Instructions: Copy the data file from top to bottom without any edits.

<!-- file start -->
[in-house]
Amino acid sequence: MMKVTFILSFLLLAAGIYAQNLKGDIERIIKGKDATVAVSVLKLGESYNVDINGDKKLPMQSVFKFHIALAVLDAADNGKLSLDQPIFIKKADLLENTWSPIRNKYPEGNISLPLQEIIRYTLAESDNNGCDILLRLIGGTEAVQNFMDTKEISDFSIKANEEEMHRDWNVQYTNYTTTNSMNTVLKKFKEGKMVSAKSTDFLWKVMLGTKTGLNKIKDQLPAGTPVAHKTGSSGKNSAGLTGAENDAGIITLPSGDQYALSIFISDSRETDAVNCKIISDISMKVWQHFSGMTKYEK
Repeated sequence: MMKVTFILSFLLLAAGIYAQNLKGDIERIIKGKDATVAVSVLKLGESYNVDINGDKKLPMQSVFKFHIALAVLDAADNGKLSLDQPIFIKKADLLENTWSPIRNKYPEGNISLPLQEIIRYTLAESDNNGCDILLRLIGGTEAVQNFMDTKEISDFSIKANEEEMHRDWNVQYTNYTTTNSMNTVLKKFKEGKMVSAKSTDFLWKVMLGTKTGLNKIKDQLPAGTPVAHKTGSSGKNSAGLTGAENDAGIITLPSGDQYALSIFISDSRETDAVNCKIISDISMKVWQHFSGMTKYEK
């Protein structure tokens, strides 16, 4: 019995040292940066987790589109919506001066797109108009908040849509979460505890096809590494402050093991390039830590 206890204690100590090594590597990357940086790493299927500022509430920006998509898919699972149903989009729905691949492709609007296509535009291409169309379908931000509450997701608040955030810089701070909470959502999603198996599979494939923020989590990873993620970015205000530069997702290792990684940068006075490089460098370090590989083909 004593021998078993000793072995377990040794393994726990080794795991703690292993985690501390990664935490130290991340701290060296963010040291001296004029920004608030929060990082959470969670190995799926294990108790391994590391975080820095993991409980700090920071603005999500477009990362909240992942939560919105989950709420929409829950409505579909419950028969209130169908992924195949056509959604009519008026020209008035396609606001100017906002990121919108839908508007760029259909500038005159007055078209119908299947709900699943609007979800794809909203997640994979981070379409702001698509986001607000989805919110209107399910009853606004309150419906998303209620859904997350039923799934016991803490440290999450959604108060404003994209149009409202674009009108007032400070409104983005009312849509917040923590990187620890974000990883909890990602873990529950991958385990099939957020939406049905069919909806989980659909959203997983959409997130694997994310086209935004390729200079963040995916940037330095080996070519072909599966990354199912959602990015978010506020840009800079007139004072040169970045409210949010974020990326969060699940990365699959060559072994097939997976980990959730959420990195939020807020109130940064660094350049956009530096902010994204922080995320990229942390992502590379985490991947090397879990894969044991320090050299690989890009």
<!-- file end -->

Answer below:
[in-house]
Amino acid sequence: MMKVTFILSFLLLAAGIYAQNLKGDIERIIKGKDATVAVSVLKLGESYNVDINGDKKLPMQSVFKFHIALAVLDAADNGKLSLDQPIFIKKADLLENTWSPIRNKYPEGNISLPLQEIIRYTLAESDNNGCDILLRLIGGTEAVQNFMDTKEISDFSIKANEEEMHRDWNVQYTNYTTTNSMNTVLKKFKEGKMVSAKSTDFLWKVMLGTKTGLNKIKDQLPAGTPVAHKTGSSGKNSAGLTGAENDAGIITLPSGDQYALSIFISDSRETDAVNCKIISDISMKVWQHFSGMTKYEK
Repeated sequence: MMKVTFILSFLLLAAGIYAQNLKGDIERIIKGKDATVAVSVLKLGESYNVDINGDKKLPMQSVFKFHIALAVLDAADNGKLSLDQPIFIKKADLLENTWSPIRNKYPEGNISLPLQEIIRYTLAESDNNGCDILLRLIGGTEAVQNFMDTKEISDFSIKANEEEMHRDWNVQYTNYTTTNSMNTVLKKFKEGKMVSAKSTDFLWKVMLGTKTGLNKIKDQLPAGTPVAHKTGSSGKNSAGLTGAENDAGIITLPSGDQYALSIFISDSRETDAVNCKIISDISMKVWQHFSGMTKYEK
């Protein structure tokens, strides 16, 4: 019995040292940066987790589109919506001066797109108009908040849509979460505890096809590494402050093991390039830590 206890204690100590090594590597990357940086790493299927500022509430920006998509898919699972149903989009729905691949492709609007296509535009291409169309379908931000509450997701608040955030810089701070909470959502999603198996599979494939923020989590990873993620970015205000530069997702290792990684940068006075490089460098370090590989083909 004593021998078993000793072995377990040794393994726990080794795991703690292993985690501390990664935490130290991340701290060296963010040291001296004029920004608030929060990082959470969670190995799926294990108790391994590391975080820095993991409980700090920071603005999500477009990362909240992942939560919105989950709420929409829950409505579909419950028969209130169908992924195949056509959604009519008026020209008035396609606001100017906002990121919108839908508007760029259909500038005159007055078209119908299947709900699943609007979800794809909203997640994979981070379409702001698509986001607000989805919110209107399910009853606004309150419906998303209620859904997350039923799934016991803490440290999450959604108060404003994209149009409202674009009108007032400070409104983005009312849509917040923590990187620890974000990883909890990602873990529950991958385990099939957020939406049905069919909806989980659909959203997983959409997130694997994310086209935004390729200079963040995916940037330095080996070519072909599966990354199912959602990015978010506020840009800079007139004072040169970045409210949010974020990326969060699940990365699959060559072994097939997976980990959730959420990195939020807020109130940064660094350049956009530096902010994204922080995320990229942390992502590379985490991947090397879990894969044991320090050299690989890009």